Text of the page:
Art, at its best, causes us to see the world differently. It wakes us up to new perspectives or perceptions. It is not about making the observer comfortable. It is to arouse — a sensation, an emotion, an idea.
How disturbing it was to read Tuesday’s (June 18) article, “Student’s artwork censored.” It described a young artist who followed all the steps of sound educational inquiry, adhered to administrative procedures, and created several thought-provoking, powerful pieces of art, only to have the work censored because someone was uncomfortable.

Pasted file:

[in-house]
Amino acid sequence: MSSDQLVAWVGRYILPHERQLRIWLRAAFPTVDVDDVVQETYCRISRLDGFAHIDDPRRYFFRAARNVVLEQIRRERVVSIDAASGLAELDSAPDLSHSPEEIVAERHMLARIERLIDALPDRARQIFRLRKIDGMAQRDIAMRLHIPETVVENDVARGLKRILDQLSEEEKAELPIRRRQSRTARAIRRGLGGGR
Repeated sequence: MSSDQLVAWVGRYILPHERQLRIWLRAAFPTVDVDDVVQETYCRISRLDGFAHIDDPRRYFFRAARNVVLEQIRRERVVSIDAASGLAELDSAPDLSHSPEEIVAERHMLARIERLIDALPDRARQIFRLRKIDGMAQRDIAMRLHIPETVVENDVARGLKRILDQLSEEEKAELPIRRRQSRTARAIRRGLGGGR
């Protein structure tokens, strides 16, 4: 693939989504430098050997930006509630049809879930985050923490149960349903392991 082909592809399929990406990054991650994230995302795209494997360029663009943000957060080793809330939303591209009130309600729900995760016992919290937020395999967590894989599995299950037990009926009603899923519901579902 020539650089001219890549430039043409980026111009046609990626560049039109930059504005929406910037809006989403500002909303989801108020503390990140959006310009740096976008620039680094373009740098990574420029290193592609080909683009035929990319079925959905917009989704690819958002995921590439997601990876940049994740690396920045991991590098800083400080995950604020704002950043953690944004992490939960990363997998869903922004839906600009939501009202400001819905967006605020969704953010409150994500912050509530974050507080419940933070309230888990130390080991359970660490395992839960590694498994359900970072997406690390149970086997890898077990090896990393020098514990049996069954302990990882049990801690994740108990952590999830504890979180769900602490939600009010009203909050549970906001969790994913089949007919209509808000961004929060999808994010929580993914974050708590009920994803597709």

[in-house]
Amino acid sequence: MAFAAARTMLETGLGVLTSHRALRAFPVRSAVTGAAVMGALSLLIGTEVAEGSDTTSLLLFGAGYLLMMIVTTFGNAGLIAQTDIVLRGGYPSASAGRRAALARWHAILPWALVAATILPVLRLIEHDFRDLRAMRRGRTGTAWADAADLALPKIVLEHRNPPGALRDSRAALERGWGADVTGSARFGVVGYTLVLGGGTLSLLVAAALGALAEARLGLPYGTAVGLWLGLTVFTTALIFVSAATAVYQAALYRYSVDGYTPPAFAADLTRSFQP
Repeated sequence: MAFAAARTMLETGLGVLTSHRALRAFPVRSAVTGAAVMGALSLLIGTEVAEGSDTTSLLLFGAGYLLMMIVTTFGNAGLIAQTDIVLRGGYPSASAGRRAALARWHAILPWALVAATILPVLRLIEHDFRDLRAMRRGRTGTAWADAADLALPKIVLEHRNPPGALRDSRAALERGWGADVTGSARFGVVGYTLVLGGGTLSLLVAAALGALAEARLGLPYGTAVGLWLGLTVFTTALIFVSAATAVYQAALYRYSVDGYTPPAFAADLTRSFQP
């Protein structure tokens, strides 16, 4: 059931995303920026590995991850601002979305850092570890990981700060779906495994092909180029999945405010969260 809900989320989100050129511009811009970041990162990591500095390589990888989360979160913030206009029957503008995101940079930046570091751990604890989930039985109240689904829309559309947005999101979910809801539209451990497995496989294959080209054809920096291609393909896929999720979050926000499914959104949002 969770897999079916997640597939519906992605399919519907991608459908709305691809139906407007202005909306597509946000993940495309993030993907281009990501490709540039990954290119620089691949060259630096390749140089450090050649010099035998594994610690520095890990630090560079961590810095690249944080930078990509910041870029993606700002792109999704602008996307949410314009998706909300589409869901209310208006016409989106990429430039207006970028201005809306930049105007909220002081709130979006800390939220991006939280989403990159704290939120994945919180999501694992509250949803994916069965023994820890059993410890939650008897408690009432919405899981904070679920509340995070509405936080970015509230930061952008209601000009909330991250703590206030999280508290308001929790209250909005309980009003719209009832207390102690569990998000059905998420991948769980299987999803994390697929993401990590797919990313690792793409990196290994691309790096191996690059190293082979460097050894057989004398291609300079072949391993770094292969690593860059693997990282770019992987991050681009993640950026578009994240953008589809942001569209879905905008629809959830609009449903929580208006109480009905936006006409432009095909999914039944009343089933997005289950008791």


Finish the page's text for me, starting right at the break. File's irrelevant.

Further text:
The creative process that was used, the research done, the quality of the images created and the development of an artist statement giving context to the exhibit would make most educators quite proud of the student’s work. The headline told us that did not happen.
I hope the Mill River school and community use this incident to thoughtfully examine the purpose of art and education. Art matters. Discomfort has a role. Working with our discomfort, we can discover new perspectives and grow, be it intellectually, morally or spiritually. Let us not censor that.